Panasonic Lumix DMC-FS62 Review
- Excellent value
- Very compact
- Metal construction
- Optical image stabilisation
- Decent image quality
- Slightly small screen
- Basic video recording
- Slightly slow autofocus
- Mediocre flash
- Review Price: £100.00
- All metal body
- 10.1 megapixel
- 4x zoom lens
- Video recording
- 2.5in screen
There are many digital cameras available for less than £100, but very few of them are worth buying. Most have badly-made plastic bodies, low quality lenses, slow and clumsy performance and worse image quality than some mobile phone cameras. At this price level even models from well-known brands are best avoided. Rather than buying the cheapest camera you can find, it’s usually a better idea to save up another £30-40 and get something that’s actually worth having.
While this is a good rule of thumb, like all rules there are one or two exceptions, and some of them are quite surprising. Panasonic has a well-earned reputation for making some of the best digital cameras you can buy, but it has a parallel and equally well-deserved reputation for those cameras being very expensive. However at the bottom of Panasonic’s compact camera range we find the Lumix DMC-FS62, featuring a 10.1-megapixel sensor, a high quality Leica 4x zoom lens complete with optical image stabilisation, and a decent 2.5-inch monitor screen all wrapped in an attractive and durable all-metal body. It has the kind of performance you’d expect from a top-of-the-range model, with image quality to match, but costs as little as £100 from some online retailers.
Most budget cameras look cheap, but the overall design of the FS62 is, at first glance at least, almost indistinguishable from Panasonic’s top-of-the-range consumer compact the £200 DMC-FX60, and it certainly looks and feels a lot more expensive than it actually is. It’s a very slim and stylish camera, measuring 97 x 54.4 x 21.2mm and weighing just 136g including battery and memory card, making it an ideal companion for social snapshot photography.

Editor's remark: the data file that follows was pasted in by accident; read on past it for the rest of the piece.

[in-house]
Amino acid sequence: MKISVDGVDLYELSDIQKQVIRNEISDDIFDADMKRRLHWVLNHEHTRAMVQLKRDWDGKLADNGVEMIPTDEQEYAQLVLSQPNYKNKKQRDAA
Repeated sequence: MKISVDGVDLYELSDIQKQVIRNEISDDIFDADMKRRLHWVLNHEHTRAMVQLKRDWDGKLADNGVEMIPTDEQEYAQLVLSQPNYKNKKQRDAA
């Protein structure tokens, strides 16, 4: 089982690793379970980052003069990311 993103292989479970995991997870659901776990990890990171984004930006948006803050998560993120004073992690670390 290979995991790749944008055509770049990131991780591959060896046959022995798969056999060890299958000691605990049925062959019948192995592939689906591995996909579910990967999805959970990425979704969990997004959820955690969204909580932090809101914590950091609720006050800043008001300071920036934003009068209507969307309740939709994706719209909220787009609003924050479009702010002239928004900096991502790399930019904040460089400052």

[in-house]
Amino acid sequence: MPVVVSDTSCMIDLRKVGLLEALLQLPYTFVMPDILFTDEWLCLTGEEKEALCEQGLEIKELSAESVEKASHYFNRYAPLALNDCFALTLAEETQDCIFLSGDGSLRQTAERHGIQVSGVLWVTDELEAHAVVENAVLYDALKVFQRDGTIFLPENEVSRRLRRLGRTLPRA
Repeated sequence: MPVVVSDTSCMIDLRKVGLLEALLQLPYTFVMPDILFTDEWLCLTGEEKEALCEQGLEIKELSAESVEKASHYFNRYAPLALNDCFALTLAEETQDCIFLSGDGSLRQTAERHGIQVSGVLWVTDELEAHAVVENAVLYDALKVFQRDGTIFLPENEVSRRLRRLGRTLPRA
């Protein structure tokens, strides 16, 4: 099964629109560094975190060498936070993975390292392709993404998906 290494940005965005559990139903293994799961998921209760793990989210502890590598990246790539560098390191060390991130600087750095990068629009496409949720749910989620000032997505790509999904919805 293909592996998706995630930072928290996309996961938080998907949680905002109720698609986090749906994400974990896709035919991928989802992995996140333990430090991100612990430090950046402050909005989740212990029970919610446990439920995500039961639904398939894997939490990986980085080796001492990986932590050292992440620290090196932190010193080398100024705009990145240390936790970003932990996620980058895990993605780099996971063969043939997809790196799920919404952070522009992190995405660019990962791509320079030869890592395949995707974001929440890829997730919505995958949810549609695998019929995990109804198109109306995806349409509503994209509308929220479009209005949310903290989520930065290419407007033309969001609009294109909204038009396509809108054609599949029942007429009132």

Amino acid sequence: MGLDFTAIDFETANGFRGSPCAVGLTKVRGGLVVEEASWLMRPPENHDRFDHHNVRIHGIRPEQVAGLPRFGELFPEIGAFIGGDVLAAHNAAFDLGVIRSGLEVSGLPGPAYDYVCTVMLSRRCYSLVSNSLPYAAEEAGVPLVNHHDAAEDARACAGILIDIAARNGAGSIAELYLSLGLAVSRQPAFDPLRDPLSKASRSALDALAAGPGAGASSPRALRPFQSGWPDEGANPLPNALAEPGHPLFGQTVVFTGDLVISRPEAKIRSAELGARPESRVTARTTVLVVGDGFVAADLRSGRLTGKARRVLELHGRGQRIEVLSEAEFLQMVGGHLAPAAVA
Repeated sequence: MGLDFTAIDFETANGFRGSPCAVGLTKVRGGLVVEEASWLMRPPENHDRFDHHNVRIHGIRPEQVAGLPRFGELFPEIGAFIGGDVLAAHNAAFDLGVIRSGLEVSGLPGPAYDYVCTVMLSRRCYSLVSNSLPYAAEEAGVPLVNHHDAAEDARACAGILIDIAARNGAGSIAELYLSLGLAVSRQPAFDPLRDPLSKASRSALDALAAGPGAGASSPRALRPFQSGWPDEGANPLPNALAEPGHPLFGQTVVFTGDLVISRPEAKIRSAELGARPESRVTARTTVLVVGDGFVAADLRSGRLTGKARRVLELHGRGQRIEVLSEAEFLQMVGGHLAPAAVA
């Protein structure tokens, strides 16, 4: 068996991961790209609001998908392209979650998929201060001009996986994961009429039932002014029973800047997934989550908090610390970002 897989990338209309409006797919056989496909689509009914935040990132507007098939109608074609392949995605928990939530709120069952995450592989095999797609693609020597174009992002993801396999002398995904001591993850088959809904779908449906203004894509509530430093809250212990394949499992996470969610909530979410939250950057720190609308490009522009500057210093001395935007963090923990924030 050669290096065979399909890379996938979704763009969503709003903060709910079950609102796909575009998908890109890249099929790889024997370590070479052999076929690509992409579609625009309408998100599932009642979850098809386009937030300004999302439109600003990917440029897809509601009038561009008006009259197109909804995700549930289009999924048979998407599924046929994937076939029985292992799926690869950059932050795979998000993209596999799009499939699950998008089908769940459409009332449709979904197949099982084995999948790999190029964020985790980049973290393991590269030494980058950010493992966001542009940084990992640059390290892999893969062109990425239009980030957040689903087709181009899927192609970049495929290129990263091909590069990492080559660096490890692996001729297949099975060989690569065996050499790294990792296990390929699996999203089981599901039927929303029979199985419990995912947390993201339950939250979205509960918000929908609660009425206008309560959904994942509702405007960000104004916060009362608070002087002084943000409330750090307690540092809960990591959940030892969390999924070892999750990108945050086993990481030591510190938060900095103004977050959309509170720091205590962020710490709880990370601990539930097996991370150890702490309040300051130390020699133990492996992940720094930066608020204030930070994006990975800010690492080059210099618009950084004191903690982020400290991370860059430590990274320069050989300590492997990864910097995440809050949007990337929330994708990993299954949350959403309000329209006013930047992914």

The control layout is very straightforward, with a D-pad, three buttons and Panasonic’s usual slider switches for power and record/playback modes, but instead of the rotary mode dial of more expensive models it has a simple button which cycles through the various shooting modes. The FS62 has both a main menu and an on-screen live menu, and both are well designed to make the camera very easy to use, and all the controls operate quickly and smoothly.
As with most budget compacts the FS62 isn’t exactly overloaded with features, and lacks one or two useful refinements including spot metering or colour controls such as saturation, contrast and sharpness adjustment, but on the plus side it does have Intelligent Auto mode with automatic scene recognition, as well as a useful selection of 25 scene mode programs and an option to save your own My Scene Mode program as well.
It’s very rare to find a budget camera with anything other than digital image stabilisation, but the FS62 has Panasonic’s excellent Mega OIS optical image stabilisation system, although it may be an older version of the system. I found that hand-held shots at shutter speeds as fast as 1/20th of a second were still prone to blurring caused by camera shake.
The LCD monitor is a little small by recent standards at only 2.5 inches, but its 230 resolution is nice and sharp, and it has a very good anti-reflective surface. It does however have a somewhat restricted angle of view, especially when viewed from below, which is annoying if you need to hold the camera above your head, such as when shooting over the heads of a crowd.
The video recording mode is also a bit basic by recent standards but is better than many other budget cameras, shooting at 848 x 480 (WVGA) resolution at 30fps, with clips limited to 15 minutes. As usual with cheaper cameras the optical zoom cannot be used while recording.